It’s out today! Apple has been teasing us about its first dedicated pro machine since the Mac Pro was introduced in 2010. A solid 7+ years. Let’s see what the iMac Pro holds for us pro filmmakers.
The iMac Pro grants editors to edit 8K RED video, H.264 4K drone footage, 6K 3D VR content or 50 Megapixel RAW stills, with a 200-300% increase in performance in almost every professional application.
It really seems like after all the criticism from the professional editing community saying that Apple stopped innovating for them while only focusing on the iPhone, Apple has been listening to create this killer machine.
However, first it must be noted that that this machine is not upgradable. You can’t upgrade the hardware at all since it’s all sealed. You can’t access the motherboard or any components, which is unusual for a computer dedicated for the professional community out there. On the standard iMac it was still possible to upgrade the RAM, but not anymore – so you have to chose wisely when you order this machine.
The iMac Pro was made for heavy duty and demanding tasks like rendering and editing high-resolution footage. Backed with 128 GM of RAM (!) sounds a bit crazy, but applications like FCPX will eat it up and use all of it without a problem, allowing editors to playback 8K raw from a RED camera and of course deliver their results much faster.
As stated by Apple: “With Xeon processors up to 18 cores, up to 22 Teraflops of graphics performance, and a brilliant 27-inch Retina 5K display, iMac Pro is the fastest, most powerful Mac ever made. iMac Pro delivers incredible compute power for real-time 3D rendering, immersive VR, intensive developer workflows, high megapixel photography, complex simulations, massive audio projects and real-time 4K and 8K video editing….Video editors can edit up to eight streams of 4K video, or edit 4.5K RED RAW video and 8K ProRes 4444 at full resolution in real time without rendering. “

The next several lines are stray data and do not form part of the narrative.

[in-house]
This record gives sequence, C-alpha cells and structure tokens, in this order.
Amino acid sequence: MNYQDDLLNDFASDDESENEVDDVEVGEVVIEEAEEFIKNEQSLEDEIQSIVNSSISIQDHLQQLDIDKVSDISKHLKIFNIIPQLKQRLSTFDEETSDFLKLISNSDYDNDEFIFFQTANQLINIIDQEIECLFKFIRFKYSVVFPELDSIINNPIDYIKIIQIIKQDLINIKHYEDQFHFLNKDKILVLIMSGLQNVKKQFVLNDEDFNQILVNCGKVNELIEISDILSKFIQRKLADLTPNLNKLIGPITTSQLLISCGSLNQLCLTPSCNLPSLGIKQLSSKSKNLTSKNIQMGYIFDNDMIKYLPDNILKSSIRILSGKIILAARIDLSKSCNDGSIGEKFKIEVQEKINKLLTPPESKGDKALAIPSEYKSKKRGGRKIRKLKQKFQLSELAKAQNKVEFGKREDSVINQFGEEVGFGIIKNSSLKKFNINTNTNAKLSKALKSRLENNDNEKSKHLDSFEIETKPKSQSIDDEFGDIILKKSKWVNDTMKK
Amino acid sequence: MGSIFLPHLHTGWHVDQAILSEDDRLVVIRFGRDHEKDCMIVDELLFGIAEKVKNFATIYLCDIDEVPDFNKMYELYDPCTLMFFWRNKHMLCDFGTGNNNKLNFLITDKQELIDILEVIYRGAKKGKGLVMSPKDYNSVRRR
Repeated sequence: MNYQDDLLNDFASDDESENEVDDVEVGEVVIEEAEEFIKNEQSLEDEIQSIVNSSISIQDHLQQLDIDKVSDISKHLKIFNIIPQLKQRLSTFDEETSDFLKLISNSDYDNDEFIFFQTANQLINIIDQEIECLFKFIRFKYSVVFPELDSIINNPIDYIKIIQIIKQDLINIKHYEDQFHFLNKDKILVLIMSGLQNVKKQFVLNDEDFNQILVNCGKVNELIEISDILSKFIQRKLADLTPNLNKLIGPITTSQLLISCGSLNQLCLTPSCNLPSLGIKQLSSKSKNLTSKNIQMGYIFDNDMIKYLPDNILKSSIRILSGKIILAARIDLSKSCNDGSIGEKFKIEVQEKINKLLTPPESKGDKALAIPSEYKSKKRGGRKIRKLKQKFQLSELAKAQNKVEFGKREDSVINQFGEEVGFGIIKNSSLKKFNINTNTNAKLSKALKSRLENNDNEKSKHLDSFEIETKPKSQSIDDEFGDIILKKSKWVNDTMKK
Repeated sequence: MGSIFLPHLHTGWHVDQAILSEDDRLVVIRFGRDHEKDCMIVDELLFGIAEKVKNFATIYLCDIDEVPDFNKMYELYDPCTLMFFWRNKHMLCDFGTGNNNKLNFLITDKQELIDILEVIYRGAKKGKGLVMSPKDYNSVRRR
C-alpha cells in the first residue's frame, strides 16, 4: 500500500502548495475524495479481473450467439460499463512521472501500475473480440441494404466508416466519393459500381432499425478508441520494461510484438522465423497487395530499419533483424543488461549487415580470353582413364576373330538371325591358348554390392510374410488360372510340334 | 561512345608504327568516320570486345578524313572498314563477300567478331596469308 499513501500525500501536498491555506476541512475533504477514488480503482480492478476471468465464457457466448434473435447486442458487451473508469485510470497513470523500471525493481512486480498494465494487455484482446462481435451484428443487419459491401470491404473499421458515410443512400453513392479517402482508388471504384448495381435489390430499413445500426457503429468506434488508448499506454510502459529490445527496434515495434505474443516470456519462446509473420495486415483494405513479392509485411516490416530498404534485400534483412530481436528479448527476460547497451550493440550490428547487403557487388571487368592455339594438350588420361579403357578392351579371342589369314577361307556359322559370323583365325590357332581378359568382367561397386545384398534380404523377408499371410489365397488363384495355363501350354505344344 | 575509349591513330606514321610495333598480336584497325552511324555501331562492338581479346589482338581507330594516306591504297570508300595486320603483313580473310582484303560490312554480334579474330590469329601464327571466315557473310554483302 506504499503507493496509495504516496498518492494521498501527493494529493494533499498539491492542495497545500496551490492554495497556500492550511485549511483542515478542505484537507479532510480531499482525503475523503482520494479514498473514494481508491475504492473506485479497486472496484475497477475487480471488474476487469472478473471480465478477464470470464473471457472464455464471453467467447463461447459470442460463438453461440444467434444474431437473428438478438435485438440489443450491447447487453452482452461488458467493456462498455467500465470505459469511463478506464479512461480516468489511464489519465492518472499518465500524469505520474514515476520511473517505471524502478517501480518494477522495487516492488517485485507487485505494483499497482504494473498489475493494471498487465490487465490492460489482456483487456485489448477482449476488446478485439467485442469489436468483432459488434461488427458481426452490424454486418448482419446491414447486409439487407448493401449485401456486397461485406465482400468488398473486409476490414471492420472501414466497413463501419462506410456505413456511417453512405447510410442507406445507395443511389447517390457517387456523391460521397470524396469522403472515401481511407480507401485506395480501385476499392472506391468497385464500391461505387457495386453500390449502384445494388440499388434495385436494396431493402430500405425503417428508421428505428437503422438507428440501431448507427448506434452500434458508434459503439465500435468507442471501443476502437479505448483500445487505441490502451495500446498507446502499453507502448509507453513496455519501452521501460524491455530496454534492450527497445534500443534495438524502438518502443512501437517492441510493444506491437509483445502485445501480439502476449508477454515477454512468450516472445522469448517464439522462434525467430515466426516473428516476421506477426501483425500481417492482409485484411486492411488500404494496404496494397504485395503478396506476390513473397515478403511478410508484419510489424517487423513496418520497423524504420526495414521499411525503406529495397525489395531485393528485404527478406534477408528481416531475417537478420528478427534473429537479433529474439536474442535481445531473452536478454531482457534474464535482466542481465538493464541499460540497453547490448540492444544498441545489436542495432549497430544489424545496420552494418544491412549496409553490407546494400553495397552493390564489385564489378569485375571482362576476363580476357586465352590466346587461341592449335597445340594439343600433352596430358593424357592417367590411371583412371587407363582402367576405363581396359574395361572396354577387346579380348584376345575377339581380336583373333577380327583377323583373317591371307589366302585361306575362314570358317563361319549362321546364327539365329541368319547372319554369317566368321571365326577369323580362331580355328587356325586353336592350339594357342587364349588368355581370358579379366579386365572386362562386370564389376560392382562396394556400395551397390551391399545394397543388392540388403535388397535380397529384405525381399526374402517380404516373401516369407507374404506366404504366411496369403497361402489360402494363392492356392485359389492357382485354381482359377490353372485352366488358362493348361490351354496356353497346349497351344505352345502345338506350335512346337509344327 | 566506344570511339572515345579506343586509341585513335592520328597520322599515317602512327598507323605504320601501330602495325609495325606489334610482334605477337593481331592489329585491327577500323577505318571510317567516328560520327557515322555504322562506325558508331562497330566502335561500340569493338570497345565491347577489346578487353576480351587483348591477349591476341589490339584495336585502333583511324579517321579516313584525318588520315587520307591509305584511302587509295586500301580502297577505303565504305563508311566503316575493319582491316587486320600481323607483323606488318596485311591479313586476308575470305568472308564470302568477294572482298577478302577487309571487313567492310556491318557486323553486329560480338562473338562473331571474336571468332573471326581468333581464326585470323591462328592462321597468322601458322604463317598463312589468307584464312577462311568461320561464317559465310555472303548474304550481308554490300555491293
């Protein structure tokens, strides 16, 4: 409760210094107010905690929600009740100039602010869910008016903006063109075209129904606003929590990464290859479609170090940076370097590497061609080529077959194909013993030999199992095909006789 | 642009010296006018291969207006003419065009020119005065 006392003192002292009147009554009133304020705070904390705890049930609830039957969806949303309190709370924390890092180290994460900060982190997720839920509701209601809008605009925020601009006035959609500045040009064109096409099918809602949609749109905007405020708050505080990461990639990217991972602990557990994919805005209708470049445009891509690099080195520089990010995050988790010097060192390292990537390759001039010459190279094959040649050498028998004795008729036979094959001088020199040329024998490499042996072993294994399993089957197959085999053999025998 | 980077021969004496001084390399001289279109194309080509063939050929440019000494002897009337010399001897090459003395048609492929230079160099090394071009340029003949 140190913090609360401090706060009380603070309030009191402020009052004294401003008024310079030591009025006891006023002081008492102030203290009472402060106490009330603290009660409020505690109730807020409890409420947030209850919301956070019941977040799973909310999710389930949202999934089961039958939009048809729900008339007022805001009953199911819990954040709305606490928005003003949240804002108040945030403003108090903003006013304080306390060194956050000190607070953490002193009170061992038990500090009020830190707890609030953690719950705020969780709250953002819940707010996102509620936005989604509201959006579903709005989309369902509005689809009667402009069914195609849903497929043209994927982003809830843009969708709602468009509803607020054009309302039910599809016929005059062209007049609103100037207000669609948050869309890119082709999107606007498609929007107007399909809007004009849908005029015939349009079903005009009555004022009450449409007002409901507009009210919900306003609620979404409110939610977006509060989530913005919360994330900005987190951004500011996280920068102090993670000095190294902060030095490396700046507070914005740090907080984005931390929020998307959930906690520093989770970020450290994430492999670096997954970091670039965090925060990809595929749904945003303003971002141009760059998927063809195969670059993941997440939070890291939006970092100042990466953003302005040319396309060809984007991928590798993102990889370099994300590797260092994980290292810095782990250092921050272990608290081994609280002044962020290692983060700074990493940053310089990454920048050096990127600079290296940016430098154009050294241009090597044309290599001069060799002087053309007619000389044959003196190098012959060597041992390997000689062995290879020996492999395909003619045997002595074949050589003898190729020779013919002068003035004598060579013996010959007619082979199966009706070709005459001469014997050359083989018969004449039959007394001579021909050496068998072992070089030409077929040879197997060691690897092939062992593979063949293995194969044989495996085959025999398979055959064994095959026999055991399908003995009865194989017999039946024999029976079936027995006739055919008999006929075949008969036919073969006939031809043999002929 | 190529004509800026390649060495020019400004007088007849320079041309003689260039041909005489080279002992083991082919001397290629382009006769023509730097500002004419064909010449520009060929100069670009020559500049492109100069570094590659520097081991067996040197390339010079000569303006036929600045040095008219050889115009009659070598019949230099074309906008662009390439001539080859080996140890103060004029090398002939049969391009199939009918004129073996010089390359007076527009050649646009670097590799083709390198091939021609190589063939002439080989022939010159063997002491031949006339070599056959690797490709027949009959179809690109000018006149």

On Vincent Laforest’s blog he outlines a few demanding tests of the iMac Pro, showing off the iMac Pro’s editing and grading capabilities, which prove an impressive 200-300 % speed bump. For example: FCPX rendered ProRes422 optimized media at more than twice the speed of a “normal” 2017 iMac. In Black Magic’s DaVinci Resolve, a RED 8K Helium Full Frame footage shot at 60 fps was exported to 4K ProRes 422 footage at three times faster than the other iMac and Macbook Pro models, and this speed improvement was even more significant in RED Cine-X software. Read the full tests and comparisons on his blog.
General tech specs
Display: 5K, Retina display, 27-inch (diagonal) Retina 5K display, 5120‑by‑2880 resolution with support for one billion colors, 500 nits brightness.
Processor: 8-Core, 3.2GHz Intel Xeon W, Turbo Boost up to 4.2GHz 19MB cache
10-Core, 3.0GHz Intel Xeon W, Turbo Boost up to 4.5GHz, 23.75MB cache
14-Core, 2.5GHz Intel Xeon W, Turbo Boost up to 4.3GHz, 33.25MB cache
18-Core, 2.3GHz Intel Xeon W, Turbo Boost up to 4.3GHz, 42.75MB cache
Vega 56, Radeon Pro Vega 56 graphics processor with 8GB of HBM2 memory
Vega 64, Radeon Pro Vega 64 graphics processor with 16GB of HBM2 memory
32GB of 2666MHz DDR4 ECC memory.
64GB of 2666MHz DDR4 ECC memory
128GB of 2666MHz DDR4 ECC memory
Check Apple’s site for a full tech spec.
The iMac Pro has a space gray case and a new thermal architecture inside.
There is no doubt that this iMac Pro came a long way comparing to the old iMac lineup and even comparing to the Mac Pro computers.
Marques Brownless worked with the iMac Pro for a whole week, and this are his impressions:
It is important to note that the iMac Pro is a whole new computer line, not to be confused with the “normal” iMac lineup. You can see it as an hybrid of iMac and Mac Pro, or an upgraded Mac Pro into the form factor of the iMac. This is definitely not just a faster version of the iMac.
As been mentioned in the title, there is a huge price range. Starting from $4999 for the “cheapest” iMac Pro all the way up to $13,427 to the most advanced model.
Apple has listened to the pros, there is no doubt about it, and delivered a beautiful impressive machine that suppose to save precious time in editing, rendering and other complex tasks. It looks like it ticks all the boxes – except for the very steep price of course, and its lack of upgradability. Time will tell how it fares, but from the industry vibe we can already predict that it will find its way into many professional studios in the near future.
My colleague Ollie Kenchington who’s specialized in post production, will also put the iMac Pro through its paces in a review for cinema5D very soon. Stay tuned!
What are your thoughts of this new beast? Tell us in the comments below!